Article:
First Finish: Rainy Day Garden

Achieving my goal for January was easy, considering that all that remained for this finish was the binding.

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You can tell from all the creases that it had been folded up for awhile.

This is “Rainy Day Garden,” and it is the reason I began my blog. As my entry for the 2014 Pantone Quilt Challenge: Radiant Orchid, I finished the top in March of that year. Then, because I wanted custom quilting but didn’t feel it was in the budget to pay someone else, I planned to quilt it myself. Which meant it sat in the closet for a long time while I thought about how I wanted to tackle it. I was getting closer to finalizing my ideas in early 2015, when I assembled the back, but then it got put away because we moved and had a baby. Then last year, my little sister’s boyfriend bought her a long-arm machine, and I decided to give it to her to play with.

While there are a few technical issues with the quilting, I am thrilled with her creativity! She did a leaf/scroll pattern on the grey print fabric below the flowers, and a rain-like line above, with individual designs on each flower that remind me of playing with a spirograph.

Regarding the technical errors–I knew full well that this would be a learning experience for her, and am totally okay with them. She and I are probably the only people who will ever know they are there, AND done is better than perfect! 🙂

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The technique I used to create the flowers is from “Quilters Playtime: Games With Fabric,” by Dianne S. Hire.

This was the first time I’d ever attempted a “modern” design, but as a print-lover I didn’t want to make something that was all solids. I wanted, as much as possible, to use materials and resources that I already owned. The one thing I allowed myself in terms of purchases was a small range of solids that fit in with the Radiant Orchid color of the year. I believe I owned one solid fat quarter that was suitable, and I purchased three others in half-yard cuts. Everything else came from my stash.

Anyone who knows me would agree that the word “rebel” would never come to mind when describing me, but I thought I was being rather subversive in using a Jinny Beyer print (the grey-on-grey) in a modern quilt. The juxtaposition still makes me smile. In addition, a couple of those prints were purchased nearly 15 years before modern quilting became a thing.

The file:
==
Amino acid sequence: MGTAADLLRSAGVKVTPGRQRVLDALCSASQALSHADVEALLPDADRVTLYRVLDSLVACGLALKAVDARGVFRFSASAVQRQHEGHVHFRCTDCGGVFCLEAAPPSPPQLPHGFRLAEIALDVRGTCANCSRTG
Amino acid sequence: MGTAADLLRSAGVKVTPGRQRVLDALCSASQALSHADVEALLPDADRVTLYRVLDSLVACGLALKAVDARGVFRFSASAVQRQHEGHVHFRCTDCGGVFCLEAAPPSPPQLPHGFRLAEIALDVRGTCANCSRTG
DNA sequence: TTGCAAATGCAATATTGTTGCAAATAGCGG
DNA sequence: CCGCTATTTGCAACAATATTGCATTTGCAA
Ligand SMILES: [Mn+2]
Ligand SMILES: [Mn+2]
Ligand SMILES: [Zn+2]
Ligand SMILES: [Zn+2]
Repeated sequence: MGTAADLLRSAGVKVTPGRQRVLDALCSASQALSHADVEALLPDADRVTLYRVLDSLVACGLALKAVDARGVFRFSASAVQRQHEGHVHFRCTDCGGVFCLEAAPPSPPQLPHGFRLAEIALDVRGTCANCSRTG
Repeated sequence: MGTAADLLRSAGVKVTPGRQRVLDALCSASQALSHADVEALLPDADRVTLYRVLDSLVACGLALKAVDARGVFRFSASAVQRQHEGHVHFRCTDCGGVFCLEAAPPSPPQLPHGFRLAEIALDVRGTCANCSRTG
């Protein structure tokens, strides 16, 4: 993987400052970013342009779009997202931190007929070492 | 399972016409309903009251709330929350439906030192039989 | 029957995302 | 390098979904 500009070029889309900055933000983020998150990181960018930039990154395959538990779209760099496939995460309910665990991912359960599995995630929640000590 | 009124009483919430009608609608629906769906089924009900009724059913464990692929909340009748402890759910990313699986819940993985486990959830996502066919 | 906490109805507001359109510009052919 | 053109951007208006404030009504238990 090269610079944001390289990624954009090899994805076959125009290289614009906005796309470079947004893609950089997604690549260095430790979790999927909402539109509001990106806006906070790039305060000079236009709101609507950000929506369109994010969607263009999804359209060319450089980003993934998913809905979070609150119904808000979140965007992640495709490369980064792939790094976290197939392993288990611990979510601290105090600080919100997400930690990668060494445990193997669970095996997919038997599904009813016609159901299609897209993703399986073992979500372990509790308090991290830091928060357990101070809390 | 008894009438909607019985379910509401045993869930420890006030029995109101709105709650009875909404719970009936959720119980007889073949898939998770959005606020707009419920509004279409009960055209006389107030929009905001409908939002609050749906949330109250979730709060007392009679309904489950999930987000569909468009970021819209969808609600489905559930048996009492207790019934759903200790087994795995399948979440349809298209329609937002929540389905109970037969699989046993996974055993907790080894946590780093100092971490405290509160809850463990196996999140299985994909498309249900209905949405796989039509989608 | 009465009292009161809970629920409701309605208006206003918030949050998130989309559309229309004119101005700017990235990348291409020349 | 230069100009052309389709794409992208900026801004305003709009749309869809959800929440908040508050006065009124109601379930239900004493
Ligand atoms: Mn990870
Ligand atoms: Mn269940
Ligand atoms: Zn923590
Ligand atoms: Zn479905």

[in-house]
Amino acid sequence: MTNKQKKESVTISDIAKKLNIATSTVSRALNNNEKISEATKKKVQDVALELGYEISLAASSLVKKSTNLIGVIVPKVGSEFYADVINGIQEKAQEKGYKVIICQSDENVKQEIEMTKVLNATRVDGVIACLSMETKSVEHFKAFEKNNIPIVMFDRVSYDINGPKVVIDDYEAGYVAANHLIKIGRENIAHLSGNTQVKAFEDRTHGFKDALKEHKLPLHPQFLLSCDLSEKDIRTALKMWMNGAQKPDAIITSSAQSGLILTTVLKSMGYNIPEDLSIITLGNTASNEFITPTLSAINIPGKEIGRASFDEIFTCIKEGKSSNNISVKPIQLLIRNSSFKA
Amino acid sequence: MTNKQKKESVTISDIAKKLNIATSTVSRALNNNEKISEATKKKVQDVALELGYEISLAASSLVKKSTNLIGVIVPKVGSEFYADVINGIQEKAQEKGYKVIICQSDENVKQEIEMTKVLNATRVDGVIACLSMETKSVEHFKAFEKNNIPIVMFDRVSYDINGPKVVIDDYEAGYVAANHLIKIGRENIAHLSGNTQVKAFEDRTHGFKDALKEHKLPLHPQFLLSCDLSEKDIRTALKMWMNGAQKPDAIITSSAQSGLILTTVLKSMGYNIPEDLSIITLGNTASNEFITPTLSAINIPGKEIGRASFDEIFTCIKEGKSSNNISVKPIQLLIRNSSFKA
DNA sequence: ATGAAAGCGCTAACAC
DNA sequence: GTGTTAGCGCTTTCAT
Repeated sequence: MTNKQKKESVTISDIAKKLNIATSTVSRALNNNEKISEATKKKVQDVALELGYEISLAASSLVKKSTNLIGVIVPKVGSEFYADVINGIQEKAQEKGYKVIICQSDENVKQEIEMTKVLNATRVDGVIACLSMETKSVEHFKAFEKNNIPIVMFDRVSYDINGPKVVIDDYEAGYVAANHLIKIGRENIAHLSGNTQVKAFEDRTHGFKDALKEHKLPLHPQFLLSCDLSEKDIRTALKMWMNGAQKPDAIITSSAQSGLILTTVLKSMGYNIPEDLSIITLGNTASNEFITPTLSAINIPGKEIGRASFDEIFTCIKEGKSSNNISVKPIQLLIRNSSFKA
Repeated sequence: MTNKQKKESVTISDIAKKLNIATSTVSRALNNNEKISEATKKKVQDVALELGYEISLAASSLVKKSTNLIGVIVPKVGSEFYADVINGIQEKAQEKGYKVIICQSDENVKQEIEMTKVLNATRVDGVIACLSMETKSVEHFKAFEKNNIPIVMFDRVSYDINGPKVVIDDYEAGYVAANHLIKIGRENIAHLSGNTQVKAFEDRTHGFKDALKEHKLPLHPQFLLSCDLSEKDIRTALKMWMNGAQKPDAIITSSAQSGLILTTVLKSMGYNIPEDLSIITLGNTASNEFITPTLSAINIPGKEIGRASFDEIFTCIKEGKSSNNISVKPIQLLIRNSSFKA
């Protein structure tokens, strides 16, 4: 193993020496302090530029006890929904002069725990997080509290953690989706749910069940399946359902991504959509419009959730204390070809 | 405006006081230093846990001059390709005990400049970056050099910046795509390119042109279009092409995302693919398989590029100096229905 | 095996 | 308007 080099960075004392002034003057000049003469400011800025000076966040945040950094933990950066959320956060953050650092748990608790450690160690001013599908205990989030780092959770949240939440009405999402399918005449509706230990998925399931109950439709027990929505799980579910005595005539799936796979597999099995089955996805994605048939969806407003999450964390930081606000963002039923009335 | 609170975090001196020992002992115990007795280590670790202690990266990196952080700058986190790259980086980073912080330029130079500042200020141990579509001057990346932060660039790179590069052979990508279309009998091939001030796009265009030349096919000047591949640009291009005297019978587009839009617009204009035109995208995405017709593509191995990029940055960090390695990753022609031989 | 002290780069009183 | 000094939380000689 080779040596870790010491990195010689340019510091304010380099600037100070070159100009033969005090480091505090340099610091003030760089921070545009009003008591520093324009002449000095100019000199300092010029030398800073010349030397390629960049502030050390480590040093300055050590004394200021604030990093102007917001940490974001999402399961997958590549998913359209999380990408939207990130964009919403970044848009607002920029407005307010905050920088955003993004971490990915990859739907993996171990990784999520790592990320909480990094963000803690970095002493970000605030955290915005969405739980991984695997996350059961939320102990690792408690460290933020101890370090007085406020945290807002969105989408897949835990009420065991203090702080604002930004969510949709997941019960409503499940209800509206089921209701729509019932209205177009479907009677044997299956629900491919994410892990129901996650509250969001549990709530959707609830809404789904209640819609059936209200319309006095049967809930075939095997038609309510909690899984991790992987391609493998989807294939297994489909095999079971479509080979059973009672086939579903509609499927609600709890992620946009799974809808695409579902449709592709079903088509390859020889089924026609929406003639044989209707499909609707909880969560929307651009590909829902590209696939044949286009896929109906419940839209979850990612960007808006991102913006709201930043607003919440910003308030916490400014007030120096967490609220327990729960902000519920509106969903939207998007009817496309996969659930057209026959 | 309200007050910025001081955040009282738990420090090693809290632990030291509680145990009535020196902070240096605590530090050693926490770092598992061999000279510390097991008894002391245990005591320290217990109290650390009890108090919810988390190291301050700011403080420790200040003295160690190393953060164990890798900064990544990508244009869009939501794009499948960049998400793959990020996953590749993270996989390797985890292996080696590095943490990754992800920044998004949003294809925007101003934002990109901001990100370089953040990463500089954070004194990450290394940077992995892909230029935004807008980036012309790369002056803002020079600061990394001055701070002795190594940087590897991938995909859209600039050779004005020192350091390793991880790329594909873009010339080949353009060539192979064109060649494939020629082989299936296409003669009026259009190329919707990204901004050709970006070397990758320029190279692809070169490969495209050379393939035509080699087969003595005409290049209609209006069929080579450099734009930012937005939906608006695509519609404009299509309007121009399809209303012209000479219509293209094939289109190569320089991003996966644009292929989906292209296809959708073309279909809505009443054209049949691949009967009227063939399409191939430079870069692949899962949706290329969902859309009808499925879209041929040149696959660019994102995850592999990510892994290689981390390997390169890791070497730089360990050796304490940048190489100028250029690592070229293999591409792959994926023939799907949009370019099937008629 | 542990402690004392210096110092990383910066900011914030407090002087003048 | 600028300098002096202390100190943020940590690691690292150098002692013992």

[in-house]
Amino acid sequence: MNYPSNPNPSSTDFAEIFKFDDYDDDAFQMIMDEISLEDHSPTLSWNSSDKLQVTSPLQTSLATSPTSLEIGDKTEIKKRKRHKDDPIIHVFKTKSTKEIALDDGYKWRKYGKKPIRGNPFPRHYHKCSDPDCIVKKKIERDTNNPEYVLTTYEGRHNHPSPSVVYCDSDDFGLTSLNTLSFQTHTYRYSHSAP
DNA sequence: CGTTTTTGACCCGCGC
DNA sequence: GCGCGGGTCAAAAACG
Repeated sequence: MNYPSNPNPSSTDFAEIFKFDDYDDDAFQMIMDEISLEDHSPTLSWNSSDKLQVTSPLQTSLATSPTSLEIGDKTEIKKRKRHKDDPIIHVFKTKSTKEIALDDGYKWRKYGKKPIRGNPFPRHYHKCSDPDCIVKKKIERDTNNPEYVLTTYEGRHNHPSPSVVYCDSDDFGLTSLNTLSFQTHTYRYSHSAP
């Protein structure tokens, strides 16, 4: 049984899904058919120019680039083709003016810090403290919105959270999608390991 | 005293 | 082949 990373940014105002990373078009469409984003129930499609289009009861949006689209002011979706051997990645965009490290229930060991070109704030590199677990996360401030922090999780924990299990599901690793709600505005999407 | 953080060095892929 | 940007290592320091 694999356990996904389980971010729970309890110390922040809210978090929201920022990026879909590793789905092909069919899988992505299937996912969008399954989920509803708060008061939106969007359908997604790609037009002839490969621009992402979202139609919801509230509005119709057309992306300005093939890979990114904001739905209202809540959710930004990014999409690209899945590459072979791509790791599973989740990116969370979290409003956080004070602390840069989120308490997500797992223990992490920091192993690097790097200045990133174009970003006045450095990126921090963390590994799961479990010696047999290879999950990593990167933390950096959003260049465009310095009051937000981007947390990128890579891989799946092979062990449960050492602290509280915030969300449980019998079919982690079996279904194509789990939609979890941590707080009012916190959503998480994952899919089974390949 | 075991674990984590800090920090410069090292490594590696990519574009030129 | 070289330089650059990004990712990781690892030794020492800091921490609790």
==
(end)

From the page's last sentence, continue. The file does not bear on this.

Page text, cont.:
While there are certainly exceptions, I like to think that “modern” is the way you use a fabric more than the fabric itself. I know there’s a lot of debate over the definition of modern quilting, (and that there’s a lot more to the discussion than what fabrics you use) but for my own quilting happy-place, that’s where I am. Admittedly, this is in part a financial thing: I cannot afford to discard the bulk of my stash just because it is older than “modern quilting,” no matter how much I love much of what is being labeled modern. That said, I also did not abandon my love of many “contemporary” or “traditional” quilts once I began to explore and enjoy modern quilting. I guess I’m just an equal opportunity quilter.

I’ll step down from my tiny soap box now and show you the back of the quilt:

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Speaking of equal-opportunity, the WIP I am currently focusing on is nowhere near modern! 😀 It’s for one of my grandmothers, and is at least 90% from fabrics that were part of her stash before she downsized. As you can see, she has a distinct love of patriotic-themed fabrics.

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Hope your quilty year is off to a great start. Linking up with TGIFF, hosted this week by Jen at Faith and Fabric. Go check out some of this week’s other finishes!

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2016 wrap-up, 2017 goals

Since my last post I completed two quilts for new humans! Both are from Angela Pingel’s book, “A Quilter’s Mixology.” Not only am I really pleased with the way these quilts turned out, I highly recommend this book. The patterns are really great AND the instructions are clear.